Sclerotherapy is essentially burning the vein from the inside. Just like any burn there is pain ans swelling and scar tissue. Even boiling water was once used for sclerotherapy.

Take Care

sens71010 03-15-2010 10:59 PM

How interesting! I suppose your hand looks like what my tongue would look like if not in my month...if that makes any sense! My tongue is puffy and deep purple. Probably because tongue skin is thinner...

I hope you have good luck with treatment. Honestly I can say that if it bothers you now, even if just because of the look, it will bother you more when it complicates. Treat it NOW! Don't say next year, don't say when it hurts. Because when it hurts, it may be unbearable (like mine was) and you can't just call up then and beg someone to help you!

Good luck!

June23rd2010 03-21-2010 04:59 AM

My left foot, leg, hip, lower back and various other areas look like that and my doctor told me it was Servelle Martorell Syndrome. I see Dr. Driscoll and Dr. Gloviczki at the Mayo Clinic in Rochester. I live in Texas so I don't see them very often but I am having an amputation of my left leg done by them in June.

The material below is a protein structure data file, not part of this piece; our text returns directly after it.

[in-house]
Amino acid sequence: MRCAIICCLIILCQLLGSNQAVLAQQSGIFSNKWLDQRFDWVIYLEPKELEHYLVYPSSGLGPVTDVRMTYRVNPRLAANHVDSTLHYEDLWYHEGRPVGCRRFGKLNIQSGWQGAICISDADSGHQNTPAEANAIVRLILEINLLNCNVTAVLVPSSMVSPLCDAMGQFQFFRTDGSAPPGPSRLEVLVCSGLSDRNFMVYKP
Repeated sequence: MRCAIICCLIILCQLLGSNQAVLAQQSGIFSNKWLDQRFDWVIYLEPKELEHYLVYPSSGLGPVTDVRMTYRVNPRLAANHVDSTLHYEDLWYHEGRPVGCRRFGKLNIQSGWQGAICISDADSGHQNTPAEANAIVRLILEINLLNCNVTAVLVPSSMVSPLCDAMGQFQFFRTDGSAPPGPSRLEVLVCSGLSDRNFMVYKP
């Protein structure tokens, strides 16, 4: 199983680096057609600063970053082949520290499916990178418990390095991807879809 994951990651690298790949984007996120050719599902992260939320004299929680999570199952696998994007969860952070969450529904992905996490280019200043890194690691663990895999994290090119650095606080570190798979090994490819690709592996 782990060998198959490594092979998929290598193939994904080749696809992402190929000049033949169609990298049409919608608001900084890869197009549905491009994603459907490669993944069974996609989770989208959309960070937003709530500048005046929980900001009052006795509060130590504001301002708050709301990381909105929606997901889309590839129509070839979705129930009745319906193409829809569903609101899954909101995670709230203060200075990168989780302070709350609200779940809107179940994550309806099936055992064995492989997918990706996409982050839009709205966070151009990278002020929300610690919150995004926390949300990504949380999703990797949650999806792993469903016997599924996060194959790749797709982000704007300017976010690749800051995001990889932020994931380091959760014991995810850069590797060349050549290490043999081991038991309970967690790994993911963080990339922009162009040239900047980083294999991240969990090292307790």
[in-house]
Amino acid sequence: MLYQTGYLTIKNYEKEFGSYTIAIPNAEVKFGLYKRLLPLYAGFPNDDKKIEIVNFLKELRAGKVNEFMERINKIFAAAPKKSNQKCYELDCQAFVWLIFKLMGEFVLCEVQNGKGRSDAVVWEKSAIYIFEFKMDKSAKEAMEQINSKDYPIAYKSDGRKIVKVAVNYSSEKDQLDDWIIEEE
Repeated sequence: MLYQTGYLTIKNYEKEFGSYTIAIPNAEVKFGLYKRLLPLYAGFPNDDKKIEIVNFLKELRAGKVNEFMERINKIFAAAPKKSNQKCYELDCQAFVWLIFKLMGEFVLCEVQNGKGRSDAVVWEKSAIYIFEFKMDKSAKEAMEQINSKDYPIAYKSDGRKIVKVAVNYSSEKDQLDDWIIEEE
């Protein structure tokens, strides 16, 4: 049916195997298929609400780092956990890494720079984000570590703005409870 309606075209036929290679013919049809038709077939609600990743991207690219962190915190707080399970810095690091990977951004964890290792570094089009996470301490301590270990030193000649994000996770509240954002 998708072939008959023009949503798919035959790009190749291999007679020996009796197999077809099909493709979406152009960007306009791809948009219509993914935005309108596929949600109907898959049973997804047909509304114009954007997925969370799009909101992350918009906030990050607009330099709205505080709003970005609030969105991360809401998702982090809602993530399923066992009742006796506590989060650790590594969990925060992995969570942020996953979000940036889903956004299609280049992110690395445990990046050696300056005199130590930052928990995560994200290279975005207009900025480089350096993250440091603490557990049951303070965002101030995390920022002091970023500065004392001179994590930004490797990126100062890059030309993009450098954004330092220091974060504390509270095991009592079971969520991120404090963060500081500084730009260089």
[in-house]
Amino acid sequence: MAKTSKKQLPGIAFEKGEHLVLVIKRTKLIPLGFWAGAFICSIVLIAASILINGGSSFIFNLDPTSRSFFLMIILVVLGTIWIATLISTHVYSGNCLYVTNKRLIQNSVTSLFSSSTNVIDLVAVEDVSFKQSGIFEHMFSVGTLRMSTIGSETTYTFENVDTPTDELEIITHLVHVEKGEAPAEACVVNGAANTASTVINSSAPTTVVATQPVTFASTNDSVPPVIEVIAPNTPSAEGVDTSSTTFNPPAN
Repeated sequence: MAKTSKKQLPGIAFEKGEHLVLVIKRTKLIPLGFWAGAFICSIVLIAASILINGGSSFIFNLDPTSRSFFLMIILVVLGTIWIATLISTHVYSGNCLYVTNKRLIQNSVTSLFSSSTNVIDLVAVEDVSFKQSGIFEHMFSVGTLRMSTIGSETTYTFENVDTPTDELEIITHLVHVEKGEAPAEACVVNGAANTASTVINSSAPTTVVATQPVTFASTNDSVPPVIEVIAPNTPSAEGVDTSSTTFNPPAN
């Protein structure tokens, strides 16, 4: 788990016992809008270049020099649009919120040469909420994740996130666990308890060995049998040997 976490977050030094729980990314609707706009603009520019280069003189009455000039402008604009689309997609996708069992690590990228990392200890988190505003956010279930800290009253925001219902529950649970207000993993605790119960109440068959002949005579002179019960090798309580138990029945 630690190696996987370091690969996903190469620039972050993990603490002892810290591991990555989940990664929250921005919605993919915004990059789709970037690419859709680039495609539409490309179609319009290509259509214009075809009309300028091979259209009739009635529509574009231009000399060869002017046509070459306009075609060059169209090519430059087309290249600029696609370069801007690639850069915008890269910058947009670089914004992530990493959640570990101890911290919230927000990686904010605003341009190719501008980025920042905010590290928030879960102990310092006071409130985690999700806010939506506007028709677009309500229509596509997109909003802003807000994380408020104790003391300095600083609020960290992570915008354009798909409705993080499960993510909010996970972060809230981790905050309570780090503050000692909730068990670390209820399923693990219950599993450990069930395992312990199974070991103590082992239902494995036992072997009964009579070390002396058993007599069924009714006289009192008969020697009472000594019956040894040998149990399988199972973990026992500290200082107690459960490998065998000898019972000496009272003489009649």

ula 04-15-2010 08:12 PM

hi!

I have very similar malformations in my hand and arm. Mine were not qualified for sclerotherapy. I had some surgical resections in my life. My arm looks a bit better (instead of huge blue spot, some smaller and huge scar). And I am still unable to do any hard work using my arm. Therefore I sometimes ask myself if this operations had any sense?

Honestly I dont know if this kind of tratment really helps. In my case whole arm has VM, so removing some of them causes, that others are filling with blood and are visible as blue spots on my skin.

If in your case this happens in a "limited area". If this is a problem of only few capillares than you can have the sclerotherapy.

I would appreciate if You could share here the informations you get from doctors you are visiting. I live in Europe and have heard, you have better specialists. Maybe one day there will be some great new medicine available. I would like not to miss it.